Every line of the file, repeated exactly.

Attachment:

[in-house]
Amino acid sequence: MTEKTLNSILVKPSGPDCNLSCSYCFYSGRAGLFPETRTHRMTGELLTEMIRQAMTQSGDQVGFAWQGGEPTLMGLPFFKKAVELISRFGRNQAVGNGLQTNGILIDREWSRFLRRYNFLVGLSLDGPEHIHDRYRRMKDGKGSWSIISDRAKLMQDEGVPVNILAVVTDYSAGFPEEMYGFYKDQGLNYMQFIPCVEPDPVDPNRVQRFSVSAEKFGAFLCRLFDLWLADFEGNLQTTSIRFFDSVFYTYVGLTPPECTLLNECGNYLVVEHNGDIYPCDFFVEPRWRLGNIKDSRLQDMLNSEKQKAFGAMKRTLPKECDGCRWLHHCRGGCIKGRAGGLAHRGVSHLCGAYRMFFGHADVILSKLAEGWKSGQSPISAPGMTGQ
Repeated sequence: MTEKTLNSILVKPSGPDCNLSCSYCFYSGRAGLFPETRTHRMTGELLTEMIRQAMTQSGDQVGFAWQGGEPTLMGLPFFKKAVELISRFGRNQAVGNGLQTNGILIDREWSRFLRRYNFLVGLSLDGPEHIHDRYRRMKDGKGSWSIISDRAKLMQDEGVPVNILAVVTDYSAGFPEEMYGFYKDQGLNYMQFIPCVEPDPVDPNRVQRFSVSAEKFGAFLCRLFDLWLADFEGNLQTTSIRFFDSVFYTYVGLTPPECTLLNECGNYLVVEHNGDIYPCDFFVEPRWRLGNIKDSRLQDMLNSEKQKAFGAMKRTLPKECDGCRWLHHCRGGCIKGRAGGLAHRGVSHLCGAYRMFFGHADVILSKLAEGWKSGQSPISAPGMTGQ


[in-house]
Amino acid sequence: MTEKTLNSILVKPSGPDCNLSCSYCFYSGRAGLFPETRTHRMTGELLTEMIRQAMTQSGDQVGFAWQGGEPTLMGLPFFKKAVELISRFGRNQAVGNGLQTNGILIDREWSRFLRRYNFLVGLSLDGPEHIHDRYRRMKDGKGSWSIISDRAKLMQDEGVPVNILAVVTDYSAGFPEEMYGFYKDQGLNYMQFIPCVEPDPVDPNRVQRFSVSAEKFGAFLCRLFDLWLADFEGNLQTTSIRFFDSVFYTYVGLTPPECTLLNECGNYLVVEHNGDIYPCDFFVEPRWRLGNIKDSRLQDMLNSEKQKAFGAMKRTLPKECDGCRWLHHCRGGCIKGRAGGLAHRGVSHLCGAYRMFFGHADVILSKLAEGWKSGQSPISAPGMTGQ
Repeated sequence: MTEKTLNSILVKPSGPDCNLSCSYCFYSGRAGLFPETRTHRMTGELLTEMIRQAMTQSGDQVGFAWQGGEPTLMGLPFFKKAVELISRFGRNQAVGNGLQTNGILIDREWSRFLRRYNFLVGLSLDGPEHIHDRYRRMKDGKGSWSIISDRAKLMQDEGVPVNILAVVTDYSAGFPEEMYGFYKDQGLNYMQFIPCVEPDPVDPNRVQRFSVSAEKFGAFLCRLFDLWLADFEGNLQTTSIRFFDSVFYTYVGLTPPECTLLNECGNYLVVEHNGDIYPCDFFVEPRWRLGNIKDSRLQDMLNSEKQKAFGAMKRTLPKECDGCRWLHHCRGGCIKGRAGGLAHRGVSHLCGAYRMFFGHADVILSKLAEGWKSGQSPISAPGMTGQ